Unfortunately, Black Panther was the only huge success story of the month, and it was a holdover. Last year saw multiple films gross over $100 million in March alone, whereas 2018 has seen a drought of such movies for the entire year. This month’s top twenty films earned over $250 million less than last year’s, making about $850 million in total compared to last year’s $1.1 billion. The best this year has been able to muster so far has been Fifty Shades Freed, which limped over the century mark, and Peter Rabbit, which has had excellent weekend drops. Black Panther is still going strong, being in third spot this past weekend after seven weekends in release. Given the small drops from one weekend to the next, expect it to finish just short of $700 million, right about when the next film co-starring Black Panther comes out.

2) A Wrinkle in Time

Opening Weekend: $33.1M
Monthly Total: $82.2M

When Disney misses, it still has the number two spot for March. A Wrinkle in Time is the biggest movie of all the openers this past month, although it still feels like a disappointment given the high price tag and pedigree of the novel. Quite a few classic novels have been adapted into lukewarm films recently, and A Wrinkle in Time’s box office follows their trajectory nicely. Perhaps if Disney had animated a version of the story in the 1960’s, it could have blossomed into a major hit. Ava DuVernay continues her trek from excellent smaller fare like Selma to the big leagues, with a DC comic book adaptation of The New Gods next. Since Wrinkle will not make it to $100 million, and has low international grosses so far, she better hope her next film breaks out.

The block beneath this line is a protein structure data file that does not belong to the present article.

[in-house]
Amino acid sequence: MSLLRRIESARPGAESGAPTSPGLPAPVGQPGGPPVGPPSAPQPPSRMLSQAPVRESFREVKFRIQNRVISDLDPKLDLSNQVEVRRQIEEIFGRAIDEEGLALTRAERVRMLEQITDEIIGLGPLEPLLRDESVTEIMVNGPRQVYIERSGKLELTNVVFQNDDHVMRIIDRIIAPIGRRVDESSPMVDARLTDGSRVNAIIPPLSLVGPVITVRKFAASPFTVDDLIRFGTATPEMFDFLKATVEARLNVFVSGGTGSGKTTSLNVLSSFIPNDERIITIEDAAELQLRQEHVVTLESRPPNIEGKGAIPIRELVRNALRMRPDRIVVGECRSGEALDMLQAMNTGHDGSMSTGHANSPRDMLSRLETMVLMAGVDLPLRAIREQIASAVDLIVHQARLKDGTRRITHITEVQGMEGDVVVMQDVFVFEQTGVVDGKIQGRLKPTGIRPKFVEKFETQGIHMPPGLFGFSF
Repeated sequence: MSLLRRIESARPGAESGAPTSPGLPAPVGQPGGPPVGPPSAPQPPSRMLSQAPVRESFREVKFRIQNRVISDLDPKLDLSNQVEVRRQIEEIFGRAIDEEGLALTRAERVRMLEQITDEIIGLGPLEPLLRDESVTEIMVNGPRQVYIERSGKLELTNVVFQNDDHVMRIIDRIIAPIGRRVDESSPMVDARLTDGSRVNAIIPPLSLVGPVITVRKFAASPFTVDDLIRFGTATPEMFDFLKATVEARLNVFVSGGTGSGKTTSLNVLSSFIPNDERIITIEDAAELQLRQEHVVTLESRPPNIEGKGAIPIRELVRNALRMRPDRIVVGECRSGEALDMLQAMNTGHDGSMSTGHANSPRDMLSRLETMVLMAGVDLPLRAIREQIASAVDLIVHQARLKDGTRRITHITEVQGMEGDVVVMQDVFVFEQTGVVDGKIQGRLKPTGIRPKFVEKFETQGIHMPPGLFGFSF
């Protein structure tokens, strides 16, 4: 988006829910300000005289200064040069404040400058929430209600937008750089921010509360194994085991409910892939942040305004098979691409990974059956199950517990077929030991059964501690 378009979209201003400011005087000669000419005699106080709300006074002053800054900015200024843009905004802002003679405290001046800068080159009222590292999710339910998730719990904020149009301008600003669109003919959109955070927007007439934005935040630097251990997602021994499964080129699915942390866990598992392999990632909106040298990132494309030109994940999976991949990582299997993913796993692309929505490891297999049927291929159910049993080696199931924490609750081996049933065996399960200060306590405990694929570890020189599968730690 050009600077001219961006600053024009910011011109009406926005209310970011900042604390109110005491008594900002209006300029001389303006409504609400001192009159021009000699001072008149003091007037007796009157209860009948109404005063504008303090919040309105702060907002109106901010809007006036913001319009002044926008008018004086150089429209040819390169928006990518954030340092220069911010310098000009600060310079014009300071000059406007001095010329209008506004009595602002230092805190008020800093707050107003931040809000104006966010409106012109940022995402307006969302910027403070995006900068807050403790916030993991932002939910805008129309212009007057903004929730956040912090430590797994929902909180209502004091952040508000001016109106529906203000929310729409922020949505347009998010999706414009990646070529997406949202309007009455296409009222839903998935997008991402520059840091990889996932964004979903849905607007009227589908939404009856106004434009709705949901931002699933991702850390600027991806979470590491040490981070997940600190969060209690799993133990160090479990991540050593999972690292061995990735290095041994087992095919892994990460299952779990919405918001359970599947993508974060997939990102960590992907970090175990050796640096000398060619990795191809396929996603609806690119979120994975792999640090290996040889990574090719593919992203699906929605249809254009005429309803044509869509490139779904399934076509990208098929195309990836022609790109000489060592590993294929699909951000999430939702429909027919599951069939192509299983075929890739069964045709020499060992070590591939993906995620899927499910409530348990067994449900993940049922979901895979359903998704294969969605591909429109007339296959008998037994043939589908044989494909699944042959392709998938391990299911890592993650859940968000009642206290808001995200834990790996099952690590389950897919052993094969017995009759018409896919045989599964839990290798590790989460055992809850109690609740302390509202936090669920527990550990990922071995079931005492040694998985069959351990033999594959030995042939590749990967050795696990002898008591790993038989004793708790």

3) I Can Only Imagine

Opening Weekend: $17.1M
Monthly Total: $52.3M